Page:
Thus, could you look at the results, you would see this, that trials and temptations produced upon your spirit these two effects; that they tried your faith, and that sometimes to the uttermost, so that in the trial it seemed as if all your faith were gone; and yet they have wrought patience, they have made you endure. Why have you not long ago given up all religion? Have your trials made you disposed to give it up? They have made you hold all the faster by it. Have your temptations induced you to let it go as a matter of little consequence? Why, you never had more real religion than when you were tried whether you had any; and never held faith with a tighter grasp than when Satan was pulling it all away. The strongest believers are not the men of doctrine, but the men of experience; not the boasters, but the fighters; not the parade officers in all the millinery of spotless regimentals, but the tattered, soiled, wounded, half-dead soldiers that give and take no quarter from sin or Satan.
"If a man also strive for masteries, yet is he not crowned, except he strive lawfully." 2Ti 2:5
In other words, it is not a bare striving, but a striving according to certain rules. But these rules are spiritual rules; and being spiritual rules, exclude everything of sense, reason, and nature. Now man, in an unregenerate condition, whether he be in a state of profanity, or in a state of profession, has no spiritual knowledge of the way by which to overcome. He may strive against his lusts; he may endeavor to overcome those things that conscience bears testimony against; but he is not crowned, because he strives not lawfully. He strives in his own strength; contends in his own wisdom; and trusts in his own righteousness. Such strugglers and such overcomers (if overcomers they ever are) are not crowned, because they strive not according to the rules laid down in God’s word. This at once excludes all creature righteousness, human wisdom, and natural strength. This takes the crown completely off the creature, and puts it on the head of the Redeemer.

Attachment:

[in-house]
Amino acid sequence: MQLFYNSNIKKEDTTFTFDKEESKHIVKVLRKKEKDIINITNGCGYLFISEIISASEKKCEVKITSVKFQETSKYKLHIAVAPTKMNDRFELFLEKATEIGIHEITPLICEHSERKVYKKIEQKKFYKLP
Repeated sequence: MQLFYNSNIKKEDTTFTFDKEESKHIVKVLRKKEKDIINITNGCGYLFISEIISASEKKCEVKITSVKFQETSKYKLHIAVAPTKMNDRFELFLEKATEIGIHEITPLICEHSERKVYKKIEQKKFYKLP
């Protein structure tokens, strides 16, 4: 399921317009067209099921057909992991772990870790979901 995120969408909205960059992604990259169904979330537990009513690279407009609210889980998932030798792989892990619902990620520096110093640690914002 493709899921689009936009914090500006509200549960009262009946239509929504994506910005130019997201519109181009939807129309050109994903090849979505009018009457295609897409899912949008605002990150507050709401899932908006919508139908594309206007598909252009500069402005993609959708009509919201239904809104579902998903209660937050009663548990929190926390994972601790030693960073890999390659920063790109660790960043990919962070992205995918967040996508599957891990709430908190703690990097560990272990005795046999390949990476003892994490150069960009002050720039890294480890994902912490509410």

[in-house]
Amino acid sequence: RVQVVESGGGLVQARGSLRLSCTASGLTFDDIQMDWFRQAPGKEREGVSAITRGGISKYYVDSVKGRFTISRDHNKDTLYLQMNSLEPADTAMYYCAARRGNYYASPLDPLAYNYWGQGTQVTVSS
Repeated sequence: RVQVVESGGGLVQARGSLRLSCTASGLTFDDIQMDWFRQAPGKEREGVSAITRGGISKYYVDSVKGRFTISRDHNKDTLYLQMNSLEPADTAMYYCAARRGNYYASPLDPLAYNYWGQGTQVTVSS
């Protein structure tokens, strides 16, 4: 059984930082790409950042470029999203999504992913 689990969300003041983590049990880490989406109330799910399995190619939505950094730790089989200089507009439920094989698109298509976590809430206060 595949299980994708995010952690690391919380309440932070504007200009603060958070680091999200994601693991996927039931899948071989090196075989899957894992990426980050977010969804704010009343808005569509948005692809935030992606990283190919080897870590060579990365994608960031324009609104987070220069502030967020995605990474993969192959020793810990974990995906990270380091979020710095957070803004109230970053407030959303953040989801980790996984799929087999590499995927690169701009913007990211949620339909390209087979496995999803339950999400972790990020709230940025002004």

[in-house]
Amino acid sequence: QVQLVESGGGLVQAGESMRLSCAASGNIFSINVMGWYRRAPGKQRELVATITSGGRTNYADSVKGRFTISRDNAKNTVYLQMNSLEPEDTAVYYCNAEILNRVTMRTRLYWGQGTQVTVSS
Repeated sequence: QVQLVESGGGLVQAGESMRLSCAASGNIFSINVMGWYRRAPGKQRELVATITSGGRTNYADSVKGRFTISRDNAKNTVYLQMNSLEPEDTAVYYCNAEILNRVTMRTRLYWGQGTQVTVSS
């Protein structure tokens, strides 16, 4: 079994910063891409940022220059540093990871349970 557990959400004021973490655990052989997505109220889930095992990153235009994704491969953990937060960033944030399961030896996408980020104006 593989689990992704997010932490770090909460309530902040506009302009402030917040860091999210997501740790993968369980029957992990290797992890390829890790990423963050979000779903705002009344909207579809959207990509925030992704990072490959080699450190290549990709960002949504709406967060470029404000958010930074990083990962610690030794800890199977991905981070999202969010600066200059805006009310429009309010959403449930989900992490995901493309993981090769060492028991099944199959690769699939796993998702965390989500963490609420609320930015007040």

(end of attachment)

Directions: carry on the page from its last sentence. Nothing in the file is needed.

There are certain rules then laid down in the Scripture, according to which we are to fight and to overcome. For instance, the Lord of life and glory is held out in the word as our pattern—"He has left us an example that we should follow his steps." He fought the battle before us; and he gained the victory, not for himself only, but for his people; and he has left us here below to walk in his footsteps, and to overcome in the same way as he did; as we read, "To him that overcomes will I grant to sit with me in my throne; even as I also overcame, and am set down with my Father in his throne." All striving then, and all overcoming, which is not in the steps of Christ, and precisely (in a measure) in the same way in which Jesus strove and overcame, is not the overcoming which is crowned with God’s approbation.
"It is a faithful saying—For if we be dead with him, we shall also live with him—if we suffer, we shall also reign with him." 2Ti 2:11-12